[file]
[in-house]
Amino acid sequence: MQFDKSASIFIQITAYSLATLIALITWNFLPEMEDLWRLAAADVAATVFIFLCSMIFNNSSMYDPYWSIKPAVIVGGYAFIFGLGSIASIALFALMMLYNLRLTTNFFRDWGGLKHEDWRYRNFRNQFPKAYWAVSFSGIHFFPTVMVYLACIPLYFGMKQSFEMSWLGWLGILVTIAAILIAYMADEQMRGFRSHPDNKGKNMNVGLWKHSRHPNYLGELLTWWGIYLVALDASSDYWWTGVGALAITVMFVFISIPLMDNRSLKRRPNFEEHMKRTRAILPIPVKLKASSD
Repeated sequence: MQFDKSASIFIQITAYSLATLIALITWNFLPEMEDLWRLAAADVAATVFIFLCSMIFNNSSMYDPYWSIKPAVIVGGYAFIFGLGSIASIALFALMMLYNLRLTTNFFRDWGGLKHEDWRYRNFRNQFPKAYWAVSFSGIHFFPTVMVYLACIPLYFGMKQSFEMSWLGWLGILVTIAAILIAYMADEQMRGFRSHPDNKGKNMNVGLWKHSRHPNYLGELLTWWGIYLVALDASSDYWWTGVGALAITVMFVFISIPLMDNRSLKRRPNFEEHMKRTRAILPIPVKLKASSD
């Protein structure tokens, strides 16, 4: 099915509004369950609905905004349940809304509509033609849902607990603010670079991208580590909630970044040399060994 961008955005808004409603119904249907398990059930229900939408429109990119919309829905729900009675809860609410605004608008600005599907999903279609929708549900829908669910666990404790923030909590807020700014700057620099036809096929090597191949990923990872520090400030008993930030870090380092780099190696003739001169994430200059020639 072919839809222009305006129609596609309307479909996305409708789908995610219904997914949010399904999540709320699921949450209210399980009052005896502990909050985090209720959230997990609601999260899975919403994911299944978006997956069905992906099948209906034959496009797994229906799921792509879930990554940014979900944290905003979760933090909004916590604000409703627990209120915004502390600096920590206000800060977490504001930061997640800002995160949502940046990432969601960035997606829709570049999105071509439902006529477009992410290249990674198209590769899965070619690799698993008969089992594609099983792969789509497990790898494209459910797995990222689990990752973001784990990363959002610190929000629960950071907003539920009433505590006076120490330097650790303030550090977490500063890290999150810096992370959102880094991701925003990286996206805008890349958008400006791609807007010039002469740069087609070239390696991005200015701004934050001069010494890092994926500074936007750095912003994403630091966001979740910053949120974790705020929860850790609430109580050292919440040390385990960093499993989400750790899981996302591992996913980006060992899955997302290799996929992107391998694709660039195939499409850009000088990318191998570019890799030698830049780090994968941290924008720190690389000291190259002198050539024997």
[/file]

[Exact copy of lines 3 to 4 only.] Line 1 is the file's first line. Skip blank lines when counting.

Repeated sequence: MQFDKSASIFIQITAYSLATLIALITWNFLPEMEDLWRLAAADVAATVFIFLCSMIFNNSSMYDPYWSIKPAVIVGGYAFIFGLGSIASIALFALMMLYNLRLTTNFFRDWGGLKHEDWRYRNFRNQFPKAYWAVSFSGIHFFPTVMVYLACIPLYFGMKQSFEMSWLGWLGILVTIAAILIAYMADEQMRGFRSHPDNKGKNMNVGLWKHSRHPNYLGELLTWWGIYLVALDASSDYWWTGVGALAITVMFVFISIPLMDNRSLKRRPNFEEHMKRTRAILPIPVKLKASSD
């Protein structure tokens, strides 16, 4: 099915509004369950609905905004349940809304509509033609849902607990603010670079991208580590909630970044040399060994 961008955005808004409603119904249907398990059930229900939408429109990119919309829905729900009675809860609410605004608008600005599907999903279609929708549900829908669910666990404790923030909590807020700014700057620099036809096929090597191949990923990872520090400030008993930030870090380092780099190696003739001169994430200059020639 072919839809222009305006129609596609309307479909996305409708789908995610219904997914949010399904999540709320699921949450209210399980009052005896502990909050985090209720959230997990609601999260899975919403994911299944978006997956069905992906099948209906034959496009797994229906799921792509879930990554940014979900944290905003979760933090909004916590604000409703627990209120915004502390600096920590206000800060977490504001930061997640800002995160949502940046990432969601960035997606829709570049999105071509439902006529477009992410290249990674198209590769899965070619690799698993008969089992594609099983792969789509497990790898494209459910797995990222689990990752973001784990990363959002610190929000629960950071907003539920009433505590006076120490330097650790303030550090977490500063890290999150810096992370959102880094991701925003990286996206805008890349958008400006791609807007010039002469740069087609070239390696991005200015701004934050001069010494890092994926500074936007750095912003994403630091966001979740910053949120974790705020929860850790609430109580050292919440040390385990960093499993989400750790899981996302591992996913980006060992899955997302290799996929992107391998694709660039195939499409850009000088990318191998570019890799030698830049780090994968941290924008720190690389000291190259002198050539024997």